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GOP-Controlled New Hampshire House Votes To Legalize Marijuana Possession And Cultivation



The GOP-controlled New Hampshire House of Representatives on Thursday approved a bill to legalize marijuana possession and personal cultivation for adults.

Members passed the legislation, sponsored by Rep. Carol McGuire (R), in a 241-113 vote. This comes one day after the chamber narrowly rejected a separate, broader legalization proposal that would have regulated commercial production and sales.

The approved measure that is now advancing to the Senate will not allow cannabis commerce, but adults 21 and older would be allowed to possess and give away up to three-fourths of an ounce of marijuana and grow up to six plants, three of which could be mature.

The bill is virtually identical to an earlier version that also passed the House under Democratic control in 2020. The previous bill died in Senate committee.

“It is not—and never has been—the job of government to try to protect you from hurting yourself,” Rep. Max Abramson (R) said ahead of Thursday’s vote. “And outside of the 1950s B horror movies, it has never been the job of government to protect you from a plant.”

Under the measure, there are penalties for public consumption, violating restrictions on home cultivation such as by growing in a publicly visible space and extracting cannabis in a dangerous manner.

“This is truly a bipartisan issue with strong and wide support from Granite Staters,” Rep. Mark Warden (R) said. “The war on cannabis is a war on people. Those people are our neighbors and our constituents.”

New Hampshire lawmakers have had their pick of marijuana reform legislation, with at least six new cannabis legalization proposals having been recently filed for the 2022 session. On Wednesday, the chamber defeated one bill that would have established a retail market for adult-use cannabis.

Rep. Daryl Abbas (R), the chairman of the House Criminal Justice and Public Safety, introduced legislation to allow adults to possess and purchase marijuana from state-run dispensaries.

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Before Thursday’s vote, Abbas complained about the process, urging members to take more time to review, hold public hearings and unify the competing measures instead of advancing the noncommercial legalization bill.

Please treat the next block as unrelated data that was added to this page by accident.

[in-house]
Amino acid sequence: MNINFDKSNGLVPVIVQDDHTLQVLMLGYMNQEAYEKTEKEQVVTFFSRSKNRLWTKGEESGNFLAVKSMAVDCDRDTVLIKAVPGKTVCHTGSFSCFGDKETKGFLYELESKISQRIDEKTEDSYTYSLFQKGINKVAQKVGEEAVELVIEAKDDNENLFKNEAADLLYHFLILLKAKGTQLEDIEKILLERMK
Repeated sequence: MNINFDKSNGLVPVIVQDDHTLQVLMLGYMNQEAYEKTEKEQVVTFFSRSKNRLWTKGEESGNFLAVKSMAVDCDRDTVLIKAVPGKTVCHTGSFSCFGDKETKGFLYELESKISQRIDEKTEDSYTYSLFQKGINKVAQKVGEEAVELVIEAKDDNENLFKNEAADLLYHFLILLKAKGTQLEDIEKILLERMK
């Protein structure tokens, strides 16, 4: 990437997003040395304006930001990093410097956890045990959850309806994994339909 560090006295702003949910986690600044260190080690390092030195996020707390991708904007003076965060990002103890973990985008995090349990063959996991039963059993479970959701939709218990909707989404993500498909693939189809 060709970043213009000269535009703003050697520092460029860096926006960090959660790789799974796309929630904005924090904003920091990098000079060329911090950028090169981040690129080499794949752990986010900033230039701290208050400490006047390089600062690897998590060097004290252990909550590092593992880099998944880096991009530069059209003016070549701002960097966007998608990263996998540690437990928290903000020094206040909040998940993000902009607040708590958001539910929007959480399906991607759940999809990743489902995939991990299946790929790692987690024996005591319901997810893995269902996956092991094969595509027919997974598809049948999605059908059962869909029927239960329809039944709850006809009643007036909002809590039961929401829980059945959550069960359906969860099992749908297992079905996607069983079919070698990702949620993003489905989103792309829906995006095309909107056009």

“In order for us to put forward the best bill possible, we cannot just keep passing all these bills that have inconsistent possession limits,” he said. “It would create confusion amongst the public, and it sends mixed messages, messages on the on the exact policy you want to put forward.”

Meanwhile, three lawmakers—Reps. Joshua Adjutant (D), Renny Cushing (D) and Andrew Prout (R)—each filed separate bills to put marijuana legalization on the state’s 2022 ballot.

It would take a supermajority 60 percent vote in both chambers to advance any of the proposed constitutional amendments. But while that may be a tall task in the GOP-controlled legislature, if they’re successful, it would enable lawmakers to avoid a likely veto on statutory reform legislation from anti-legalization Gov. Chris Sununu (R).

Should legislators approve placing a constitutional amendment to legalize cannabis on the ballot, 67 percent of voters would then have to vote in favor for it to be enacted. Recent polling indicates that residents are ready for the reform, with three in four New Hampshirites favoring legalization.

There are also new 2022 bills to expand the state’s existing law that decriminalizes low-level cannabis possession and to prevent police from using the smell of marijuana as probable cause for a search. Bills to decriminalize psilocybin mushrooms and more widely reduce penalties for non-violent drug offenses have also been introduced.

While the governor remains opposed to adult-use legalization, advocates are encouraged that he signed a bill in August adding opioid use disorder as a qualifying condition for the state’s medical cannabis program and also allows out-of-state patients to access dispensaries.

In 2017, Sununu signed a bill decriminalizing marijuana possession in the Granite State, though he continues to oppose adding a legal commercial cannabis sales component.

Separately, a New Hampshire Senate committee in March heard testimony on a House-passed bill to allow medical marijuana patients to grow a limited number of plants for personal use. But it was ultimately tabled in the full chamber.

In 2019, lawmakers sent a medical cannabis homegrow bill to Sununu’s desk, but he vetoed it.

Meanwhile, other nearby northeast states such as Maine and Vermont have already legalized recreational cannabis.

NORML’s Federal Marijuana Lobbyist Departs After Five Years Advancing Reform On Capitol Hill

Photo courtesy of Philip Steffan.

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